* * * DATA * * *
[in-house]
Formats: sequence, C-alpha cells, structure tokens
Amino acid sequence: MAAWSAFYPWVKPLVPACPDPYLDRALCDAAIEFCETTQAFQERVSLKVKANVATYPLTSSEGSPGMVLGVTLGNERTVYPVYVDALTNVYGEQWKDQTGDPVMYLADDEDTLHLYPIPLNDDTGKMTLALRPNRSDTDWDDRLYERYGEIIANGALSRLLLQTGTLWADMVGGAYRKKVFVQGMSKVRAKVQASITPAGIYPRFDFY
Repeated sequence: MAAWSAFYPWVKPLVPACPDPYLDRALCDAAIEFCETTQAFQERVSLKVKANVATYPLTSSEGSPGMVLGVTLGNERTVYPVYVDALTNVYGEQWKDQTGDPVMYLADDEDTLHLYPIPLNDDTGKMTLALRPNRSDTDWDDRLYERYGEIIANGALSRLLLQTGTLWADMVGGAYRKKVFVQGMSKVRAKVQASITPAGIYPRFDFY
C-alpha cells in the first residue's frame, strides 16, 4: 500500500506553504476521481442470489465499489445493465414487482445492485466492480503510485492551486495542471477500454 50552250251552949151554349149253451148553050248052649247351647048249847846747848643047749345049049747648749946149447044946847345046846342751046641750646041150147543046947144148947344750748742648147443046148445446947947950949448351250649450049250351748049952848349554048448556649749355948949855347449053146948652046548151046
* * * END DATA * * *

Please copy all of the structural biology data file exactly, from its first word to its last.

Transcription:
[in-house]
Formats: sequence, C-alpha cells, structure tokens
Amino acid sequence: MAAWSAFYPWVKPLVPACPDPYLDRALCDAAIEFCETTQAFQERVSLKVKANVATYPLTSSEGSPGMVLGVTLGNERTVYPVYVDALTNVYGEQWKDQTGDPVMYLADDEDTLHLYPIPLNDDTGKMTLALRPNRSDTDWDDRLYERYGEIIANGALSRLLLQTGTLWADMVGGAYRKKVFVQGMSKVRAKVQASITPAGIYPRFDFY
Repeated sequence: MAAWSAFYPWVKPLVPACPDPYLDRALCDAAIEFCETTQAFQERVSLKVKANVATYPLTSSEGSPGMVLGVTLGNERTVYPVYVDALTNVYGEQWKDQTGDPVMYLADDEDTLHLYPIPLNDDTGKMTLALRPNRSDTDWDDRLYERYGEIIANGALSRLLLQTGTLWADMVGGAYRKKVFVQGMSKVRAKVQASITPAGIYPRFDFY
C-alpha cells in the first residue's frame, strides 16, 4: 500500500506553504476521481442470489465499489445493465414487482445492485466492480503510485492551486495542471477500454 50552250251552949151554349149253451148553050248052649247351647048249847846747848643047749345049049747648749946149447044946847345046846342751046641750646041150147543046947144148947344750748742648147443046148445446947947950949448351250649450049250351748049952848349554048448556649749355948949855347449053146948652046548151046